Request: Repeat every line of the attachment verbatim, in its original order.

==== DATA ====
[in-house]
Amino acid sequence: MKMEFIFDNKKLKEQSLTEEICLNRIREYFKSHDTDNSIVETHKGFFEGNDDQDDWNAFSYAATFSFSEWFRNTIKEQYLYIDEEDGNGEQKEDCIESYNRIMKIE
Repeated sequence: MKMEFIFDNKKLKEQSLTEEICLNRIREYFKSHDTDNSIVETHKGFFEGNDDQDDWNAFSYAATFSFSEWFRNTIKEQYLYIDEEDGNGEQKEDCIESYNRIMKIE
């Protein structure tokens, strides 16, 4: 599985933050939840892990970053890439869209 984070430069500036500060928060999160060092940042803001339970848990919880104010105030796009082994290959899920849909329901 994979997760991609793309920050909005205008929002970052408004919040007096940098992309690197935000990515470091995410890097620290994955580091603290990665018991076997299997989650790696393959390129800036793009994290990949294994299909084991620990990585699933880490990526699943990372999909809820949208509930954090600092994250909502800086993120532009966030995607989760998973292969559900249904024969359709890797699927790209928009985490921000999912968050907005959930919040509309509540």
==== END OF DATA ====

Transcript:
[in-house]
Amino acid sequence: MKMEFIFDNKKLKEQSLTEEICLNRIREYFKSHDTDNSIVETHKGFFEGNDDQDDWNAFSYAATFSFSEWFRNTIKEQYLYIDEEDGNGEQKEDCIESYNRIMKIE
Repeated sequence: MKMEFIFDNKKLKEQSLTEEICLNRIREYFKSHDTDNSIVETHKGFFEGNDDQDDWNAFSYAATFSFSEWFRNTIKEQYLYIDEEDGNGEQKEDCIESYNRIMKIE
């Protein structure tokens, strides 16, 4: 599985933050939840892990970053890439869209 984070430069500036500060928060999160060092940042803001339970848990919880104010105030796009082994290959899920849909329901 994979997760991609793309920050909005205008929002970052408004919040007096940098992309690197935000990515470091995410890097620290994955580091603290990665018991076997299997989650790696393959390129800036793009994290990949294994299909084991620990990585699933880490990526699943990372999909809820949208509930954090600092994250909502800086993120532009966030995607989760998973292969559900249904024969359709890797699927790209928009985490921000999912968050907005959930919040509309509540």